If your child experiences anxiety symptoms, the research recommends validating their feelings first, then helping them meet their fears with your support. It is neither supportive nor validating to tell a child not to worry. Instead, reassure your child that it’s okay for them to be scared, and emphasize that you will be there to support and help them work through it.

More tips to help your child overcome anxiety:

  • The source of childhood anxiety is often external: something happening at school or fear about the future. Your instinct may be to shield your child from what scares them, but that may reinforce the anxiety instead of preventing it.

  • Try to find a way for your child to interface with their fear safely. In the same way that a person with a spider phobia might use cognitive behavioral therapy to engage with and become accustomed to arachnids slowly, you can help your child dip their toe into the shallow end of the world’s scarier pools.

  • Don’t forget the benefits of quality, non-stressful time with your child. One of the best ways to provide comfort in an unpredictable world is to provide a safe and reliable environment at home.

  • Your child may also benefit from practicing mindfulness, meditation, professional counseling, or even medication.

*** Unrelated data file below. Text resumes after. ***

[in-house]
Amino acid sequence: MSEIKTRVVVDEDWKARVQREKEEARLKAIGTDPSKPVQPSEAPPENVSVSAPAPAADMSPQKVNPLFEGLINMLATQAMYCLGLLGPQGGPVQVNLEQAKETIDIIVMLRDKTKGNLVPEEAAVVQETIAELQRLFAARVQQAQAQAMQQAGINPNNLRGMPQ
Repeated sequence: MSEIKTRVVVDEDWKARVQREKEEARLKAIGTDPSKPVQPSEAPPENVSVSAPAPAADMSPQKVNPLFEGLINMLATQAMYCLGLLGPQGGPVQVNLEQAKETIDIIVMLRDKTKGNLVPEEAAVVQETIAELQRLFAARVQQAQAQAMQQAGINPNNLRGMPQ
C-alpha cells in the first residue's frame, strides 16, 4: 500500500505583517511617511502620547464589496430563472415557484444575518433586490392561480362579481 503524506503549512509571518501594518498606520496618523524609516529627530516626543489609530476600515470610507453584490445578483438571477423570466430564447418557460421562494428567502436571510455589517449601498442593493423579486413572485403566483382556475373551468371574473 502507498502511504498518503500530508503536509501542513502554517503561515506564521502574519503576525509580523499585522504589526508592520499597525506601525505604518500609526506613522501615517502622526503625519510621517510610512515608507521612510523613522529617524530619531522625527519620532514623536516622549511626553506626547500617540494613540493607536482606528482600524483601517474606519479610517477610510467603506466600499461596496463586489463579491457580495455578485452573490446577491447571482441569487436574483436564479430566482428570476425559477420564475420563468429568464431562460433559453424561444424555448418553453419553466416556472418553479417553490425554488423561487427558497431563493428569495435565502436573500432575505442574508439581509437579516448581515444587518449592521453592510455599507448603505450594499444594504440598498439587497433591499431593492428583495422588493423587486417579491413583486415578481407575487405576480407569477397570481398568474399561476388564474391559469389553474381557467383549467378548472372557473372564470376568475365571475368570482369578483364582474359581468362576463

• Normalize mental health self-care and professional intervention in your household. Modeling how you protect your mental health can help alleviate your child’s negative feelings about getting help for their anxiety.

  • An anxious child often has difficulties sleeping, so establishing a predictable and relaxing sleep routine can be helpful. Maintain a regular sleep schedule, reduce exercise and exposure to screens close to bedtime, and avoid caffeine.

  • Encourage healthy social media use and news media consumption.

  • Build self-esteem by highlighting strengths and unique talents rather than constantly focusing on anxiety. Compliment them on positive character traits like their kindness and consideration for others.

  • Build resilience by encouraging independent problem-solving. Help them focus on the process instead of always focusing on outcomes. For example, if they do well on a test or assignment, help them see how hard work and dedication play a part.

  • Build coping skills. You can build your child’s self-confidence and ability by giving them frequent positive feedback. Make small, realistic, and attainable goals. For example, when reaching a goal, you can say, “I’m so proud of how you handled the situation and worked through your anxiety.”

We have a number of resources, including recommended books and apps to help you begin helping your child with both anxious episodes and persistent anxiety. And if you need additional assistance, guidance, or resources, your Families First Pediatric provider can partner with our team of in-house pediatric therapists to identify the right course of treatment for your child or teen.

Valerie Peterson, CSW

Valerie Peterson, CSW

Valerie is a therapist in our Bluffdale office.

a happy father receives a kiss from his son

Book an Appointment

Our specialists provide comprehensive care for your children, with medical, dental, mental health, and orthodontic services available under one roof.